l-wx------ 1 user user 64 2012-02-09 08:40 2 -> /home/user/.xsession-errors
lrwx------ 1 user user 64 2012-02-09 08:40 3 -> socket:[15449]
lr-x------ 1 user user 64 2012-02-09 08:40 4 -> socket:[15450]
l-wx------ 1 user user 64 2012-02-09 08:40 5 -> pipe:[11740]
l-wx------ 1 user user 64 2012-02-09 08:40 6 -> socket:[15448]
lrwx------ 1 user user 64 2012-02-09 08:40 7 -> anon_inode:[eventfd]
lrwx------ 1 user user 64 2012-02-09 08:40 8 -> pipe:[11740]
lrwx------ 1 user user 64 2012-02-09 08:40 9 -> /dev/urandom

With this list, you'll be able to grep files interesting you and close them by fd in the signal handler, just before leaving.

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There should only be an issue with removing the entire directory if some process has files in the directory open and the directory is on a remote disk. In that case, removing a file that is open may cause it to be renamed, so that the remote system can maintain its reference to the file. If the file is on a local disk there is no issue with maintaining a reference to the deleted file.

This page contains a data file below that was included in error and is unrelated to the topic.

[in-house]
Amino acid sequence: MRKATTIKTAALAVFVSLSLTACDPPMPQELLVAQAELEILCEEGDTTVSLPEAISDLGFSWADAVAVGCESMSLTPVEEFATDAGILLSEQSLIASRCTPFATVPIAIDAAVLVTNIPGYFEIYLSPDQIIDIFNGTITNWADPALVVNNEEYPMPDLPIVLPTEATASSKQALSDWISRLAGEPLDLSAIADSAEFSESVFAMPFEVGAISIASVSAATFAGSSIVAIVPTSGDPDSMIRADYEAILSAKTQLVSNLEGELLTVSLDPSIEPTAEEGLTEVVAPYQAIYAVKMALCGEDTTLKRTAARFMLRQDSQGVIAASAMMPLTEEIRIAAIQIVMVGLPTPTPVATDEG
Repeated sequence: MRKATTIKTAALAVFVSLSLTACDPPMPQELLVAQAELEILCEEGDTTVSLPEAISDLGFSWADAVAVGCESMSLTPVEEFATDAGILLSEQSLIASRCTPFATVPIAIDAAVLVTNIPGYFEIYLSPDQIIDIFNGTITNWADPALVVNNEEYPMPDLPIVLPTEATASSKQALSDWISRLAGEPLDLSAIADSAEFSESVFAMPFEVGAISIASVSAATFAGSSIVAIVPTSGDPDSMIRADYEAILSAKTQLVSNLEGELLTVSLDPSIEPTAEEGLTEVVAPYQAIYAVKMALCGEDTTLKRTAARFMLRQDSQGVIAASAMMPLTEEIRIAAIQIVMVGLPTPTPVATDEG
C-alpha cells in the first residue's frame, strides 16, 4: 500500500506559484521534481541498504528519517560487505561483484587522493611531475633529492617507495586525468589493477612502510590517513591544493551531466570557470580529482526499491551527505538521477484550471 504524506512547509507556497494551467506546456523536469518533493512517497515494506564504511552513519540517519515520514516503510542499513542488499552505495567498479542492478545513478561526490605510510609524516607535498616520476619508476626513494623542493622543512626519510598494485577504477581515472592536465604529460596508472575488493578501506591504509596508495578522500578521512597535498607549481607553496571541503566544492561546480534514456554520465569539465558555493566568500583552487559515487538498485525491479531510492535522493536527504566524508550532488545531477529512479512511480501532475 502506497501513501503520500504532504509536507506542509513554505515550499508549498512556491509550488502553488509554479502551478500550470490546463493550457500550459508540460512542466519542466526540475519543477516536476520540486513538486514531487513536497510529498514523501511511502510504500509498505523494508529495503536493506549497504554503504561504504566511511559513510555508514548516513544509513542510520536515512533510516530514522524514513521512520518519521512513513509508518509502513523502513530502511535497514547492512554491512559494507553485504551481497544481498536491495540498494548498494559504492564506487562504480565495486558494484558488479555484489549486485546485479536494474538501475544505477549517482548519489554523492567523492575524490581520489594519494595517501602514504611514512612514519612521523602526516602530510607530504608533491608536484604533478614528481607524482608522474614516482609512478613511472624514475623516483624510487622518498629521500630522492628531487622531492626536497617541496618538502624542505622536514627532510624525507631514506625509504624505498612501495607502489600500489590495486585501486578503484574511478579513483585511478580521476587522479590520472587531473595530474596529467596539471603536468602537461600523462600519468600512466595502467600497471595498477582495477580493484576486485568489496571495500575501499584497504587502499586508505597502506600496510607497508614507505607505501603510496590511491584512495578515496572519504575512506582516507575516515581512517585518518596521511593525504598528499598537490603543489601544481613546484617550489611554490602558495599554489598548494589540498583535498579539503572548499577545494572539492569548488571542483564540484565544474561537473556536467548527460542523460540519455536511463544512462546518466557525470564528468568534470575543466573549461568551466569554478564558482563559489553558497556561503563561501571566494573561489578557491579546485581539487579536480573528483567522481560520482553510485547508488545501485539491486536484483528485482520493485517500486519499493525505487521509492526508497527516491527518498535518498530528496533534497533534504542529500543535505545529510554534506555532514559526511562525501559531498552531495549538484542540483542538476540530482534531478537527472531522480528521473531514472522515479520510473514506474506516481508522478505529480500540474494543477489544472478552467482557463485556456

When the process that has the files open is terminated, the files will be closed automatically by the OS. If no other process has any of the files open then there should be no issue removing the directory (assuming no other issues such as file permissions). So you just need to ensure that the processes that have the files open are terminated before the directory is removed.

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From 'fcloseall' man page:

#define _GNU_SOURCE
/* See feature_test_macros(7) *
/#include <stdio.h>
int fcloseall(void);

This should work assuming that your application uses 'fopen' and friends :)

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In addition to the other answers, if you are sure that all the files are created in a known temporary directory, and if the program terminates normally (by calling exit or returning from main) your could use atexit to register a clean-up function which would use opendir and readdir to collect all the file names and remove them, then rmdir the directory itself.

I'm doing similar things in my gcc/melt-runtime.c file, function do_finalize_melt near lines 10390.

You could also register with atexit a function calling system("rm -rf /path/to/your/dir") or even perhaps running a script which would queue to the batch system another script doing the rm -rf or just calling atexit(myexit_handler) with